# The above sets 4 nodes with 64 cores each

source $HOME/envs/metawards/bin/activate

# change into the directory from which this job was submitted

metawards -d lurgy4 -D demographics.json -a ExtraSeedsLondon.dat \
          --mixer mix_isolate --mover move_isolate --extractor extract_none \
          --nsteps 365 -i scan_isolate.dat --repeats 8 \
          --nthreads 16 --force-overwrite-output --no-spinner --theme simple

while the slurm job script would be;

#SBATCH --time=01:00:00
#SBATCH --ntasks=4
#SBATCH --cpus-per-task=64
# The above sets 4 nodes with 64 cores each

source $HOME/envs/metawards/bin/activate

metawards -d lurgy4 -D demographics.json -a ExtraSeedsLondon.dat \
          --mixer mix_isolate --mover move_isolate --extractor extract_none \
          --nsteps 365 -i scan_isolate.dat --repeats 8 \
          --nthreads 16 --force-overwrite-output --no-spinner --theme simple


Notice that we’ve set the output theme to simple using --theme simple and have switched off the progress spinner using --no-spinner as these are unnecessary when run in batch mode on a cluster. All of the output will be written to the output/console.log.bz2 file.

Analysing the results

Once the job has completed you can generate and animate the overview plots using metawards-plot, e.g. via

metawards-plot -i output/results.csv.bz2
metawards-plot --animate -i output/overview_*.jpg

The resulting animation should look something like this;

Animated overview of different self-isolation durations

It is clear from these plots that self-isolation can work if it is started at an early stage, e.g. stage 2 or 3. Self-isolating for 5-7 days significantly reduces the numbers infected by the lurgy after a year, if started as soon as possible.

However, what is also clear is that self-isolation has little impact if it starts too late, e.g. by stage 4 of the lurgy. In this case, even using the full seven days of self-isolation, more than 40 M individuals are infected with six months.

The reason is clear when looking at the demographic plots. These can be generated using;

metawards-plot -i output/*/trajectory.csv.bz2
metawards-plot --animate -i output/*x001/demographics.jpg -o demographics.gif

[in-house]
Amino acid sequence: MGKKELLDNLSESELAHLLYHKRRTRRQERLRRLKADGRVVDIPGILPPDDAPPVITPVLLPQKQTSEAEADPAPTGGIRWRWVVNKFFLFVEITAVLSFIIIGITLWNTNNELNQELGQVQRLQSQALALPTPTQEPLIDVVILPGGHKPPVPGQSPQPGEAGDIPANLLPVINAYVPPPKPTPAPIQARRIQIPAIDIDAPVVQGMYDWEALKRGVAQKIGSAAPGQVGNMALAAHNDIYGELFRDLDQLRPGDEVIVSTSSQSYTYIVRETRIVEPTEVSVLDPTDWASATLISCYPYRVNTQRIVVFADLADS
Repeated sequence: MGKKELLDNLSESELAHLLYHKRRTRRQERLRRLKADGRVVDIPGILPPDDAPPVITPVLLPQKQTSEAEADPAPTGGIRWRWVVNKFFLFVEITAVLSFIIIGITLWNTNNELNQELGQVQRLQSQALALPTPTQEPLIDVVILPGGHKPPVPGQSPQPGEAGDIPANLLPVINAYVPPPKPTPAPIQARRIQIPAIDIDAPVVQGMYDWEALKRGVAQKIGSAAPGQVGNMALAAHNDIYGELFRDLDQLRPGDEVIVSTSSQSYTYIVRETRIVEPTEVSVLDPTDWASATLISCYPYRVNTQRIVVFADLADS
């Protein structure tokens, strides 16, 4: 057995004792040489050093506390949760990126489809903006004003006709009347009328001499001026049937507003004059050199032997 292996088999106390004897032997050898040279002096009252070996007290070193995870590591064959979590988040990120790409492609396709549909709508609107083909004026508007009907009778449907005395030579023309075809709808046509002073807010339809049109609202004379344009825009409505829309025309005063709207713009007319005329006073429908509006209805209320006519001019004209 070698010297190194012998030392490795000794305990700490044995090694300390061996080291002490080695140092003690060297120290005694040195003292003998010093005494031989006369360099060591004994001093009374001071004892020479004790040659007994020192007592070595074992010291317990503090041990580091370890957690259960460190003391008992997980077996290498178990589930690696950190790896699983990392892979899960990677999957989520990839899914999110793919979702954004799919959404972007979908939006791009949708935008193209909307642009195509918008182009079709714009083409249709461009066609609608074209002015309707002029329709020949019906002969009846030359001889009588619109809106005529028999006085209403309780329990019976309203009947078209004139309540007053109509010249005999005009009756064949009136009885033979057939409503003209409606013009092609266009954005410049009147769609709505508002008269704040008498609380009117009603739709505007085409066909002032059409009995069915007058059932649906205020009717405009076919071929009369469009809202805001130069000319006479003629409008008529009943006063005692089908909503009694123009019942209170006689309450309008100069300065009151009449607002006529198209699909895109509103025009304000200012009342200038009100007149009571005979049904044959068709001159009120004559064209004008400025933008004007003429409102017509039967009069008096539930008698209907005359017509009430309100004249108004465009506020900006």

Mine are shown here;

Animated demographic plots for different self-isolation durations

When caught early, most of the infected individuals are in one of the isolate_N demographics. However, when starting isolation from stage 4, the vast majority of infected individuals are in the home demographic. The epidemic experienced exponential growth within the home demographic before individuals self-isolated, meaning the impact of self-isolation on the course of the outbreak was minimal.

Relections on results

For the lurgy, these results indicate that there is a very short window of time between an individual showing symptoms and electively going into self-isolation, for which self-isolation is effective.

Self-isolation (and by extensions, testing, contact-tracing etc.) would not work for the lurgy in this model if individuals waited until they’d reached stage 4 (showing larger symptoms and being more infectious), or if the time it took to confirm an infection or trace infected individuals was longer than the time it took to progress from stage 3 to stage 4.

It has to be done immediately from stage 3, when individuals start to notice symptoms (even though, at this stage, the symptoms are not limiting their movement).

It should also be noted that, in this model, beta for the asymptomatic infectious stage had already been much reduced to account for society adopting some control measures.